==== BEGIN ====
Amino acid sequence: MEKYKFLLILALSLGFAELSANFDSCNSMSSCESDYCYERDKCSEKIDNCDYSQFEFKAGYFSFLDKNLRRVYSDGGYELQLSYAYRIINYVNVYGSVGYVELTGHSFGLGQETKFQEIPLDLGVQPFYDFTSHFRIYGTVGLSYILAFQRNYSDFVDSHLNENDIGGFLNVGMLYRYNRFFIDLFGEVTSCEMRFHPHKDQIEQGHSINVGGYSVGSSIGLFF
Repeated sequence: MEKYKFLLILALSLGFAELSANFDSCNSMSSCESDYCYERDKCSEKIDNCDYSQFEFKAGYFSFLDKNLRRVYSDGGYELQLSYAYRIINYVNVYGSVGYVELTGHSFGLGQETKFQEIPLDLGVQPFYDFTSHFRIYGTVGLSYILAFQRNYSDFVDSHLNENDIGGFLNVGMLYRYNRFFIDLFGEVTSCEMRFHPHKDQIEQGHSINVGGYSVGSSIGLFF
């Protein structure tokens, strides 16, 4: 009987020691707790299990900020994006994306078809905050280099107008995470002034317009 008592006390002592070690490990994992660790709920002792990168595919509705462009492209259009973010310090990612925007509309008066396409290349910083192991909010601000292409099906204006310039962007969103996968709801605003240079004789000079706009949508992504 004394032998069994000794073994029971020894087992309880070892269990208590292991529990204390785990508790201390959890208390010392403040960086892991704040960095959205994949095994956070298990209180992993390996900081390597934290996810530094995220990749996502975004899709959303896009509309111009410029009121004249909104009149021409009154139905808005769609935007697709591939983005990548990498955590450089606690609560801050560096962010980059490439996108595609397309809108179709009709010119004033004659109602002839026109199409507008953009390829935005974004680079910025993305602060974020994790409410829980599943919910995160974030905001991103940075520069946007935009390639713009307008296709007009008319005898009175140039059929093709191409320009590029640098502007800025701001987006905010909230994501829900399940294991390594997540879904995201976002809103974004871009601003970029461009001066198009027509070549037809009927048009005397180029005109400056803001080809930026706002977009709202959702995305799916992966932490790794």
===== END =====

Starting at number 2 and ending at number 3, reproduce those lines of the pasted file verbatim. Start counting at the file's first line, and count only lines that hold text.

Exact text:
Repeated sequence: MEKYKFLLILALSLGFAELSANFDSCNSMSSCESDYCYERDKCSEKIDNCDYSQFEFKAGYFSFLDKNLRRVYSDGGYELQLSYAYRIINYVNVYGSVGYVELTGHSFGLGQETKFQEIPLDLGVQPFYDFTSHFRIYGTVGLSYILAFQRNYSDFVDSHLNENDIGGFLNVGMLYRYNRFFIDLFGEVTSCEMRFHPHKDQIEQGHSINVGGYSVGSSIGLFF
């Protein structure tokens, strides 16, 4: 009987020691707790299990900020994006994306078809905050280099107008995470002034317009 008592006390002592070690490990994992660790709920002792990168595919509705462009492209259009973010310090990612925007509309008066396409290349910083192991909010601000292409099906204006310039962007969103996968709801605003240079004789000079706009949508992504 004394032998069994000794073994029971020894087992309880070892269990208590292991529990204390785990508790201390959890208390010392403040960086892991704040960095959205994949095994956070298990209180992993390996900081390597934290996810530094995220990749996502975004899709959303896009509309111009410029009121004249909104009149021409009154139905808005769609935007697709591939983005990548990498955590450089606690609560801050560096962010980059490439996108595609397309809108179709009709010119004033004659109602002839026109199409507008953009390829935005974004680079910025993305602060974020994790409410829980599943919910995160974030905001991103940075520069946007935009390639713009307008296709007009008319005898009175140039059929093709191409320009590029640098502007800025701001987006905010909230994501829900399940294991390594997540879904995201976002809103974004871009601003970029461009001066198009027509070549037809009927048009005397180029005109400056803001080809930026706002977009709202959702995305799916992966932490790794």